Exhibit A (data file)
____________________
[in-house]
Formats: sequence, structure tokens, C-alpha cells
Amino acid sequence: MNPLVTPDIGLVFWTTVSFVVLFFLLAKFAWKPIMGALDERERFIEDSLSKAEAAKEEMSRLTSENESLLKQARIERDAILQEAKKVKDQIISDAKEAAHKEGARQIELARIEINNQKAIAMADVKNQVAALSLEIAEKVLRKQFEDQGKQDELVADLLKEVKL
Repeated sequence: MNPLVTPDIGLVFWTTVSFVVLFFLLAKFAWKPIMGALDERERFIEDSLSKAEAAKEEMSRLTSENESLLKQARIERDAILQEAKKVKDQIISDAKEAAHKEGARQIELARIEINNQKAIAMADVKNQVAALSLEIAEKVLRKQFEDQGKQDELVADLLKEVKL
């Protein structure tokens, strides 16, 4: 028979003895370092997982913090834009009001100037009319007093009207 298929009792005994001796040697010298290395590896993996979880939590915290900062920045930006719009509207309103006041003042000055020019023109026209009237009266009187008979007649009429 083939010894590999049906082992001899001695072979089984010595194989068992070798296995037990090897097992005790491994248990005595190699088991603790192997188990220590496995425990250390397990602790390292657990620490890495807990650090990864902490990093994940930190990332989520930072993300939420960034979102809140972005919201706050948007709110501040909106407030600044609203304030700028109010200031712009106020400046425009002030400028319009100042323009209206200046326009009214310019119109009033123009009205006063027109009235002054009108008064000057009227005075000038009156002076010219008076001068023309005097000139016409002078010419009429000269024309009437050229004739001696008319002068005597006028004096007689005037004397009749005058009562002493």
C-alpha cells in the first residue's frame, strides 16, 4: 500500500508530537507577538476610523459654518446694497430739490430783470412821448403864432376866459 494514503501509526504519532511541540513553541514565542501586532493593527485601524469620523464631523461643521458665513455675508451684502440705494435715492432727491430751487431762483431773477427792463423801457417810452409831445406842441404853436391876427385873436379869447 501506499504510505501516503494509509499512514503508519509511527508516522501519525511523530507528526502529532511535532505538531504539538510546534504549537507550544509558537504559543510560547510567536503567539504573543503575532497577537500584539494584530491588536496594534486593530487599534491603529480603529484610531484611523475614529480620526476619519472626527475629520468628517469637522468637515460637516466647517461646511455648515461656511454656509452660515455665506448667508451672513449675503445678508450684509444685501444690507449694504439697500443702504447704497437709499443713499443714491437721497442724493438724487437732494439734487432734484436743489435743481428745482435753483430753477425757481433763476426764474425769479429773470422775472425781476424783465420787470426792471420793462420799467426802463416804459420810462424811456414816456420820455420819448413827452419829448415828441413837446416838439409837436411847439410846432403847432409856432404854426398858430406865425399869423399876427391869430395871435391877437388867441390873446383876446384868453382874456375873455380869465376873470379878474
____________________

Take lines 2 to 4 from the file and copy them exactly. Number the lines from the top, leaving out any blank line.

Formats: sequence, structure tokens, C-alpha cells
Amino acid sequence: MNPLVTPDIGLVFWTTVSFVVLFFLLAKFAWKPIMGALDERERFIEDSLSKAEAAKEEMSRLTSENESLLKQARIERDAILQEAKKVKDQIISDAKEAAHKEGARQIELARIEINNQKAIAMADVKNQVAALSLEIAEKVLRKQFEDQGKQDELVADLLKEVKL
Repeated sequence: MNPLVTPDIGLVFWTTVSFVVLFFLLAKFAWKPIMGALDERERFIEDSLSKAEAAKEEMSRLTSENESLLKQARIERDAILQEAKKVKDQIISDAKEAAHKEGARQIELARIEINNQKAIAMADVKNQVAALSLEIAEKVLRKQFEDQGKQDELVADLLKEVKL